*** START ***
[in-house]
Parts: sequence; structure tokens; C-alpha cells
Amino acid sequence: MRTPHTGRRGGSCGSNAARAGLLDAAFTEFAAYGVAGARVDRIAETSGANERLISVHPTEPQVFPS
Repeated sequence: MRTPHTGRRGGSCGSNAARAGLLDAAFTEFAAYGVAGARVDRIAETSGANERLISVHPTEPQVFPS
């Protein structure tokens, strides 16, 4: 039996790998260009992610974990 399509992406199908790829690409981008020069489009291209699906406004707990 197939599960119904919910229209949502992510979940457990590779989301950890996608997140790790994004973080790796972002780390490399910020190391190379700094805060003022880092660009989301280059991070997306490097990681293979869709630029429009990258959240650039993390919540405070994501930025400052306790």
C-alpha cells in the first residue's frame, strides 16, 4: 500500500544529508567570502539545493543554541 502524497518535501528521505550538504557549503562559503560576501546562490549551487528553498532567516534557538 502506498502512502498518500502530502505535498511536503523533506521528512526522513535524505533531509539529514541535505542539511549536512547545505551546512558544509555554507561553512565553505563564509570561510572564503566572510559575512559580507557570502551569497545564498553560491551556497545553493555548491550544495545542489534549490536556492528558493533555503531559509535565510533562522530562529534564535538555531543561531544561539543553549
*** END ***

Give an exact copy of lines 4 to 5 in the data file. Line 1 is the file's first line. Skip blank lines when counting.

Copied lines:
Repeated sequence: MRTPHTGRRGGSCGSNAARAGLLDAAFTEFAAYGVAGARVDRIAETSGANERLISVHPTEPQVFPS
């Protein structure tokens, strides 16, 4: 039996790998260009992610974990 399509992406199908790829690409981008020069489009291209699906406004707990 197939599960119904919910229209949502992510979940457990590779989301950890996608997140790790994004973080790796972002780390490399910020190391190379700094805060003022880092660009989301280059991070997306490097990681293979869709630029429009990258959240650039993390919540405070994501930025400052306790």